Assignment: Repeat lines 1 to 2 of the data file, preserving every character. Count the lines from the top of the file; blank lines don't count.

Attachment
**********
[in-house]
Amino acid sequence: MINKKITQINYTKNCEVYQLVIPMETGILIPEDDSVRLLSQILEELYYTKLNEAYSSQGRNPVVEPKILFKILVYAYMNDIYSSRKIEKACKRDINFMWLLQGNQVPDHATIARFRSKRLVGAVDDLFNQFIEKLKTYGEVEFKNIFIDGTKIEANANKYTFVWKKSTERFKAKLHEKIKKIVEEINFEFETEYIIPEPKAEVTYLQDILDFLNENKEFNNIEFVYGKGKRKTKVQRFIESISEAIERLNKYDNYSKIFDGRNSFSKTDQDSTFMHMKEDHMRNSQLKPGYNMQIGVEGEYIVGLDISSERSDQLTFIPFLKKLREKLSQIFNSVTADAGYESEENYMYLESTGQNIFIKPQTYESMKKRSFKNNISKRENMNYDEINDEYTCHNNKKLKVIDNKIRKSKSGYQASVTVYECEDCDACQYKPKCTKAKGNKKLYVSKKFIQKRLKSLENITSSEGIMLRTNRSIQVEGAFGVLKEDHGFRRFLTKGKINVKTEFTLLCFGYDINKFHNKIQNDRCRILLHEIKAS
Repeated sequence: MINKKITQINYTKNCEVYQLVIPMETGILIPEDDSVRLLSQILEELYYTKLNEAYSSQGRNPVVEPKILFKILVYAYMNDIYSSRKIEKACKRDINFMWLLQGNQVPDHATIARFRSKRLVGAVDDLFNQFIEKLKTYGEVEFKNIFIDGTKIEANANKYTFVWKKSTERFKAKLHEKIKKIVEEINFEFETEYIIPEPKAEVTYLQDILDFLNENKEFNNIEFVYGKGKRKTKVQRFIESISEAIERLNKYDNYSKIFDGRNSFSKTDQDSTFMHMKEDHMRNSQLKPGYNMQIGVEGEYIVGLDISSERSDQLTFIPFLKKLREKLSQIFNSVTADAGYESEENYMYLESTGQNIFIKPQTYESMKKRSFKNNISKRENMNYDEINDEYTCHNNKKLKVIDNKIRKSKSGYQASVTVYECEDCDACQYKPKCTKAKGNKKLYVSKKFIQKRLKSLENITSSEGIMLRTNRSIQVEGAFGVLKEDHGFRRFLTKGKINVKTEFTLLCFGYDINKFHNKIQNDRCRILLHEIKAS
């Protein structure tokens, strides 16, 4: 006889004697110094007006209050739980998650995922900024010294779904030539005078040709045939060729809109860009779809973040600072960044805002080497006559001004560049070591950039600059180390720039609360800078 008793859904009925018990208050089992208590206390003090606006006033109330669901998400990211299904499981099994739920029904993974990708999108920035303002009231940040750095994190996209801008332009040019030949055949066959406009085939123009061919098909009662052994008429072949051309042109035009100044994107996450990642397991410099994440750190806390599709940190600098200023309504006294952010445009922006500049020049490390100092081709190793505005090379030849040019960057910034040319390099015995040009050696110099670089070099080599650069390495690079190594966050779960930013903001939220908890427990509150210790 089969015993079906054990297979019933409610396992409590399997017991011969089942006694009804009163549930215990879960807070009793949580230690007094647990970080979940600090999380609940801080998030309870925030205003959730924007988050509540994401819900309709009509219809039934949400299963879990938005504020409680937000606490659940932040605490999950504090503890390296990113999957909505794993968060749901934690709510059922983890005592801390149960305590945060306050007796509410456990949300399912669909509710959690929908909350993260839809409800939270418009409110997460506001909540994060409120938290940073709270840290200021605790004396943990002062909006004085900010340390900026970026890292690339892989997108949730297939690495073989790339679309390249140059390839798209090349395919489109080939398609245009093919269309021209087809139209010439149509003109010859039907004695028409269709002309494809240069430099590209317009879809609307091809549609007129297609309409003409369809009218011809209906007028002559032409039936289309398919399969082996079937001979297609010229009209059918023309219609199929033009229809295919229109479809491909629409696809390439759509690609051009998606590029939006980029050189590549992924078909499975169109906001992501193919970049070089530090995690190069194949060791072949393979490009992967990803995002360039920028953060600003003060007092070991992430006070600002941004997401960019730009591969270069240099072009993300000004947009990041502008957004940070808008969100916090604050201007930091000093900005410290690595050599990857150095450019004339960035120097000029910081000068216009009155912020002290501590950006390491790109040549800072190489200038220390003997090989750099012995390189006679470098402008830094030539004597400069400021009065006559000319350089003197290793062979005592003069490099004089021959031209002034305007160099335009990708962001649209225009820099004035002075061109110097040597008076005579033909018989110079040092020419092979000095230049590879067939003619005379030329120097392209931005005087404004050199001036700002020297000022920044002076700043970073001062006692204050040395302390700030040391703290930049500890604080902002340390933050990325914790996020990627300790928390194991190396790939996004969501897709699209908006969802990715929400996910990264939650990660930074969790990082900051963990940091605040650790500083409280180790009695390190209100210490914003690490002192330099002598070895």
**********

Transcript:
[in-house]
Amino acid sequence: MINKKITQINYTKNCEVYQLVIPMETGILIPEDDSVRLLSQILEELYYTKLNEAYSSQGRNPVVEPKILFKILVYAYMNDIYSSRKIEKACKRDINFMWLLQGNQVPDHATIARFRSKRLVGAVDDLFNQFIEKLKTYGEVEFKNIFIDGTKIEANANKYTFVWKKSTERFKAKLHEKIKKIVEEINFEFETEYIIPEPKAEVTYLQDILDFLNENKEFNNIEFVYGKGKRKTKVQRFIESISEAIERLNKYDNYSKIFDGRNSFSKTDQDSTFMHMKEDHMRNSQLKPGYNMQIGVEGEYIVGLDISSERSDQLTFIPFLKKLREKLSQIFNSVTADAGYESEENYMYLESTGQNIFIKPQTYESMKKRSFKNNISKRENMNYDEINDEYTCHNNKKLKVIDNKIRKSKSGYQASVTVYECEDCDACQYKPKCTKAKGNKKLYVSKKFIQKRLKSLENITSSEGIMLRTNRSIQVEGAFGVLKEDHGFRRFLTKGKINVKTEFTLLCFGYDINKFHNKIQNDRCRILLHEIKAS